I fixed all of my fencing. However, Gracie was terrified of cars on the roads from that day forward.

Gracie’s weight gain

About a year after that, Gracie started to gain lots of weight. 

My wonderful vets (have I mentioned how much I love my vets) did a thyroid test, and sure enough, she had low thyroid. The weight came off as soon as Gracie was put on meds, and she was back to her happy, healthy self. 

Then tragedy struck my household. My children’s father was killed in a car accident. Gracie was the kind of dog who read people so well. She comforted my children and me the same way she did with her first owner. 

Gracie continued to be by our side whenever we were feeling down. Once again, no one can tell me that this girl was not meant to be in our lives. 

Gracie glaucoma

About a year ago, Gracie developed acute onset glaucoma and went blind in her left eye. 

My vets were able to shrink her eye so she would no longer be in pain. She could lose her other eye at any time, but the drops I put in her good eye were working. 

Other issues

Gracie also has chronic subcutaneous cysts all over her body. She has two that kept popping and becoming infected. She had to take antibiotics every 30 days for ten days, which worked.

Because of her age and her Addison’s, the vets and I have chosen not to remove the cysts. 

Gracie has always been a fighter and a champion through all of this. Nothing got her down. My vets continued to be amazed by her. 

Gracie lived to see her 10th birthday. No one thought she would live this long. However, she was still a happy girl, got around great, and was the love of my life. She was truly my heart dog. 

This is more than a story of a dog with Addison’s; this is a story of a dog that was put on this earth to comfort her family through the good and the very bad times. 

Addison’s is just one part of her story, but it also shows that a dog with AD can live life to its fullest and get through the tough times also.

*** 

Do you have a dog diagnosed with Addison’s? Is your dog unwell, and nobody can figure out why?

Addison dogs Facebook support group comprises individuals from around the world who are striving toward healthy, active lives for their canine friend(s) with Addison’s disease. They seek to improve wellness for the whole dog—including body, mind, and spirit.

Addison Dogs also works to educate and support the companion animal community about Addison’s disease in dogs. The goal is to foster open communication about the options available to the caregiver of a dog with Addison’s disease.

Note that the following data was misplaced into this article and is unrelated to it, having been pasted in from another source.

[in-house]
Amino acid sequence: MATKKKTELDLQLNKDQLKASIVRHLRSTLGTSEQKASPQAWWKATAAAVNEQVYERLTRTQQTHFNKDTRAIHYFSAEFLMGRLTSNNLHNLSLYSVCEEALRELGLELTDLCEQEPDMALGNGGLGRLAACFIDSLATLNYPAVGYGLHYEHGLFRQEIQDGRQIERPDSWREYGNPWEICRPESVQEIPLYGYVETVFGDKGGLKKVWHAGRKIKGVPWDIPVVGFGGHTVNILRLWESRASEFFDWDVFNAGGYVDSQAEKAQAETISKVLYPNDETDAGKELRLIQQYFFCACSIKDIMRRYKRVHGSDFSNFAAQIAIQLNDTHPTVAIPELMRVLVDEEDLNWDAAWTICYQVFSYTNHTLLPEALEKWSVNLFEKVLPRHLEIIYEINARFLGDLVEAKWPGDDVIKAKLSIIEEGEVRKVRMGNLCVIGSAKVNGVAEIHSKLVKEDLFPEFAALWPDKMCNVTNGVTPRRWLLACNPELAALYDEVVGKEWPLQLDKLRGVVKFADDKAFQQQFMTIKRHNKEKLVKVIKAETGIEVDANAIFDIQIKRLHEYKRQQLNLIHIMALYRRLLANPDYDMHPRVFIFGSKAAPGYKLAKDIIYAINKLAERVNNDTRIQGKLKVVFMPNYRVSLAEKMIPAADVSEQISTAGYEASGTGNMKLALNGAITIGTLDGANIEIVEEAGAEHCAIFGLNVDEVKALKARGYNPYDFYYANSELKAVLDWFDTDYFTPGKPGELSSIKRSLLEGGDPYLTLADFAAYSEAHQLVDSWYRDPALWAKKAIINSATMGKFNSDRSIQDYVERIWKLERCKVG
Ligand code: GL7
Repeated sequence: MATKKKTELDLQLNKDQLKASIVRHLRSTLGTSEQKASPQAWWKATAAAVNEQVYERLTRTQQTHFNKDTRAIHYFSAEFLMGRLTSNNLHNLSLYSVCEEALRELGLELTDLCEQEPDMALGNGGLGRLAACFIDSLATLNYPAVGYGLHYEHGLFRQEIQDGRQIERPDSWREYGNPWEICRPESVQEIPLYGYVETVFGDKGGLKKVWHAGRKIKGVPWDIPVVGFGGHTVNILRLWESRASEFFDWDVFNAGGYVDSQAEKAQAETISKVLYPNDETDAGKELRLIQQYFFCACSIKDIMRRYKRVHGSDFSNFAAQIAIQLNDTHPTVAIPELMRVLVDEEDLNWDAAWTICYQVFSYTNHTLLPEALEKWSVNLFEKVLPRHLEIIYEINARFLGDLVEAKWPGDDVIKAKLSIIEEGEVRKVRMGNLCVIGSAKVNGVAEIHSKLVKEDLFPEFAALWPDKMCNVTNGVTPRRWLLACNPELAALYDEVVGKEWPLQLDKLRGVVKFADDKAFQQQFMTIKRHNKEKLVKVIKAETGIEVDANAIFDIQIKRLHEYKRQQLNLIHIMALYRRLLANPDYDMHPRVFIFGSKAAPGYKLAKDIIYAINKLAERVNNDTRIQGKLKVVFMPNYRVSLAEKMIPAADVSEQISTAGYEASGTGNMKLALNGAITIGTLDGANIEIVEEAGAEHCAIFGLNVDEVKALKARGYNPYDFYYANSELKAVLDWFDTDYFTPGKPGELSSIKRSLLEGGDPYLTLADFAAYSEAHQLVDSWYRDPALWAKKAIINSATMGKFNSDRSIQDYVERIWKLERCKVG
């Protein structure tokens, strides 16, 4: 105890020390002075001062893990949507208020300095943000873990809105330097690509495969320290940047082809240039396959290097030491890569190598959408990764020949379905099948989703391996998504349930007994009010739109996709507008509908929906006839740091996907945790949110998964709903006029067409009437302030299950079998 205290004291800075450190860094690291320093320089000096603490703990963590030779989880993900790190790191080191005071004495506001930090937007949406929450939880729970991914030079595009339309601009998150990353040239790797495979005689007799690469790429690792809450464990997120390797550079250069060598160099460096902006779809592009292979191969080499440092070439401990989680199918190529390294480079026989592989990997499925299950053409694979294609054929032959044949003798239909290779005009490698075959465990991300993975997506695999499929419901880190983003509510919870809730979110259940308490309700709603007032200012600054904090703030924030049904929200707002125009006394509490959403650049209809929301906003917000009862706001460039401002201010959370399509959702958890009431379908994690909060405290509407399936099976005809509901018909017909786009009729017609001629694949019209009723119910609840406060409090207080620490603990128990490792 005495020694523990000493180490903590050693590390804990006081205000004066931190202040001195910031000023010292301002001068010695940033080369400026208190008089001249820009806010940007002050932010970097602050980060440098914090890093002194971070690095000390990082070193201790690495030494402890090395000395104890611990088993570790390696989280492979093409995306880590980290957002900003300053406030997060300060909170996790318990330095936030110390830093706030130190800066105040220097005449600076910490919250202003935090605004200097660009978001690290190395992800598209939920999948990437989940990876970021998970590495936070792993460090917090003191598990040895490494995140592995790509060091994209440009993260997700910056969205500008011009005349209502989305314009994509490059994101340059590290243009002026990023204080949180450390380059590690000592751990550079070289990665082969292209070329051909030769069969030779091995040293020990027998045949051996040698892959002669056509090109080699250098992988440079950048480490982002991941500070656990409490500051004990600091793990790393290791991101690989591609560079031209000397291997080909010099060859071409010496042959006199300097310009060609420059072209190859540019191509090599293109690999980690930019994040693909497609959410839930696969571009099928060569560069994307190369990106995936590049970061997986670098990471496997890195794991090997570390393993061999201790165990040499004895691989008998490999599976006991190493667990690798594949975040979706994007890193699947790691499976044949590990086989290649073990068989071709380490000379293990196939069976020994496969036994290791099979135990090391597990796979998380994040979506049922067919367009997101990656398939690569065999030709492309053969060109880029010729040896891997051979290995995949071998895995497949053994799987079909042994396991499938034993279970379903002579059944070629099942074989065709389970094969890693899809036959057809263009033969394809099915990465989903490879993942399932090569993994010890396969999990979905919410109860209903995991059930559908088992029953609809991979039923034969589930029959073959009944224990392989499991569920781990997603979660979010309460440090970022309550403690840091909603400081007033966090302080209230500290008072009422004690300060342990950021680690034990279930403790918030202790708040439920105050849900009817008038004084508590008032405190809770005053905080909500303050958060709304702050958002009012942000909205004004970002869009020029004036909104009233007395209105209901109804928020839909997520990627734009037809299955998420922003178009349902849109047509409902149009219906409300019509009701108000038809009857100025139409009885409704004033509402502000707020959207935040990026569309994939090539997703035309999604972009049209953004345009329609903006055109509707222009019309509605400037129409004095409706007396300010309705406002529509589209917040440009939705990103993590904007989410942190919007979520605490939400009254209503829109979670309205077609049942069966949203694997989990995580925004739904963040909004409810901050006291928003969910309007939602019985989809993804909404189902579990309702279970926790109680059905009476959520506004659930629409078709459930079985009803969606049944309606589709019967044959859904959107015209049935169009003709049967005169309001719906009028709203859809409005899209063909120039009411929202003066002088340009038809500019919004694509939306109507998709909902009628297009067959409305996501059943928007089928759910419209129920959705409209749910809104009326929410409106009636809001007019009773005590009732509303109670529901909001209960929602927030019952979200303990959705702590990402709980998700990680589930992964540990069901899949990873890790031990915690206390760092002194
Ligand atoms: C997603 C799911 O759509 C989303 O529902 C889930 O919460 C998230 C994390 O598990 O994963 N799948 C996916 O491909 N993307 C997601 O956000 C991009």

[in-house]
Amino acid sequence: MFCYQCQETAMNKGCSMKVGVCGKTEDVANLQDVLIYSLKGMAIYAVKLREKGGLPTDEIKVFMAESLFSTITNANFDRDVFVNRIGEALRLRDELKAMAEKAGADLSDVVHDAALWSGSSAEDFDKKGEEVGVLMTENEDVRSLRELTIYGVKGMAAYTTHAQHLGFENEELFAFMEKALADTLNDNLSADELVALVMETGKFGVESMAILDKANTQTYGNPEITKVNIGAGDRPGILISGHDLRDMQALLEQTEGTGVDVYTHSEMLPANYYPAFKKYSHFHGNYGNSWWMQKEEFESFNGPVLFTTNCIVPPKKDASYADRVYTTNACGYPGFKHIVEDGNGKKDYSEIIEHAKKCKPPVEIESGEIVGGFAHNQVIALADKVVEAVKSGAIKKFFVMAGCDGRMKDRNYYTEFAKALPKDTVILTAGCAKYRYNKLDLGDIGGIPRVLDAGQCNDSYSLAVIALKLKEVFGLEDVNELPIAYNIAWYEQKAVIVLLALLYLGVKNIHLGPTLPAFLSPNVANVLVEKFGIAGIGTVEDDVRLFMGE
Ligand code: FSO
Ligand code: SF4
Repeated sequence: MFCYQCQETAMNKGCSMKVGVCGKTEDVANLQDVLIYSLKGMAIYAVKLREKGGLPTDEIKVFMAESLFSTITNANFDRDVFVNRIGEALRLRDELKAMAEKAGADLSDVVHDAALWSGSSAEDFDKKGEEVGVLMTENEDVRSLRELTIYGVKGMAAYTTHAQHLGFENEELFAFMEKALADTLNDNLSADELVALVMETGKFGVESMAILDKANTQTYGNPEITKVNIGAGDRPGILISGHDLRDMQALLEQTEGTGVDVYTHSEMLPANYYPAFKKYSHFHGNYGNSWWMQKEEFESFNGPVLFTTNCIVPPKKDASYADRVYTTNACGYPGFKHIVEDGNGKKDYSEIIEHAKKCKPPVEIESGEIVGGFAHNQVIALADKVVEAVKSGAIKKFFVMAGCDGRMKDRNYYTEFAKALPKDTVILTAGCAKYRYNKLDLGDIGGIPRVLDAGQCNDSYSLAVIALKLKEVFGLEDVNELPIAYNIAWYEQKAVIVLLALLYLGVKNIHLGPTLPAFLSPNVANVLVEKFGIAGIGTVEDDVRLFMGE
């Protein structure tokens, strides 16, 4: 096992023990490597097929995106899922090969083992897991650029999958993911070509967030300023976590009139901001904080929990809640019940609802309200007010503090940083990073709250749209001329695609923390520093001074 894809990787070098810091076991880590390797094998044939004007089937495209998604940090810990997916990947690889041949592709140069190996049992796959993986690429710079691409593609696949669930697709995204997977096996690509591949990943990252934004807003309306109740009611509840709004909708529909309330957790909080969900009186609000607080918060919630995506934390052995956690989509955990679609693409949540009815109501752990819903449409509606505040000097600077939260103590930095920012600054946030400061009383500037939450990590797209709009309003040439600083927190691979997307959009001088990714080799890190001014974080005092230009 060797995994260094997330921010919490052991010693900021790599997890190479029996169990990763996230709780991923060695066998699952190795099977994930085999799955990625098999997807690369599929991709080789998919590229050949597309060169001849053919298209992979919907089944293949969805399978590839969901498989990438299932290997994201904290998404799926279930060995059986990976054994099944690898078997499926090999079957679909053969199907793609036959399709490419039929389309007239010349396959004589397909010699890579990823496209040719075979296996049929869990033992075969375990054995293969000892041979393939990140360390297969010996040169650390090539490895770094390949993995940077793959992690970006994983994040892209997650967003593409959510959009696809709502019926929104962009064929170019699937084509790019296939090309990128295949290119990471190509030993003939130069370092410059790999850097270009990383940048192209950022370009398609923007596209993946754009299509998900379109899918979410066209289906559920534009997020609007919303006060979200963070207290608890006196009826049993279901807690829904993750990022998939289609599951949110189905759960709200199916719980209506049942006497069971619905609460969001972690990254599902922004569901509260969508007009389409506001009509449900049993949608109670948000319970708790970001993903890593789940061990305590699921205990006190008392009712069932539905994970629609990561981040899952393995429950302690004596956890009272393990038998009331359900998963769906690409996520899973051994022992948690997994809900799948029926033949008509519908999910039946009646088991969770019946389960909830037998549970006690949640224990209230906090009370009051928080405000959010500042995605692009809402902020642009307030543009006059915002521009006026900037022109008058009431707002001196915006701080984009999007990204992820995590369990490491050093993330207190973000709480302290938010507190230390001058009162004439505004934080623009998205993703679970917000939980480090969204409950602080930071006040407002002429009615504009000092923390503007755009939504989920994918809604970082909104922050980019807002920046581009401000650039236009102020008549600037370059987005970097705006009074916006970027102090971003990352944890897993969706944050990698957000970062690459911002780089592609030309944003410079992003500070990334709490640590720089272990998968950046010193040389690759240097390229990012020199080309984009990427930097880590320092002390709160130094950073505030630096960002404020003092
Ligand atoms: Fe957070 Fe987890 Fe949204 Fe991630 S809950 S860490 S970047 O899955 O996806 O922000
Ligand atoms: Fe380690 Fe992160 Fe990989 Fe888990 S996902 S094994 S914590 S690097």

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Addison’s Disease Awareness: What’s Wrong With Hannah?

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Jana Rade

I am a graphic designer, dog health advocate, writer, and author. Jasmine, the Rottweiler of my life, was the largest female from her litter. We thought we were getting a healthy dog. Getting a puppy from a backyard breeder was our first mistake. Countless veterinary visits without a diagnosis or useful treatment later, I realized that I had to take Jasmine's health care in my own hands. I learned the hard way that merely seeing a vet is not always enough. There is more to finding a good vet than finding the closest clinic down the street. And, sadly, there is more to advocating for your dog's health than visiting a veterinarian. It should be enough, but it often is not. With Jasmine, it took five years to get a diagnosis. Unfortunately, other problems had snowballed for that in the meantime. Jasmine's health challenges became a crash course in understanding dog health issues and how to go about getting a proper diagnosis and treatment. I had to learn, and I had to learn fast. Helping others through my challenges and experience has become my mission and Jasmine's legacy. I now try to help people how to recognize and understand signs of illness in their dogs, how to work with their veterinarian, and when to seek a second opinion. My goal is to save others the steep curve of having to learn things the hard way as I did. That is the mission behind my blog and behind my writing. That is why I wrote Symptoms to Watch for in Your Dog, which has turned out being an award-winning guide to dog owners. What I'm trying to share encompasses 20 years of experience.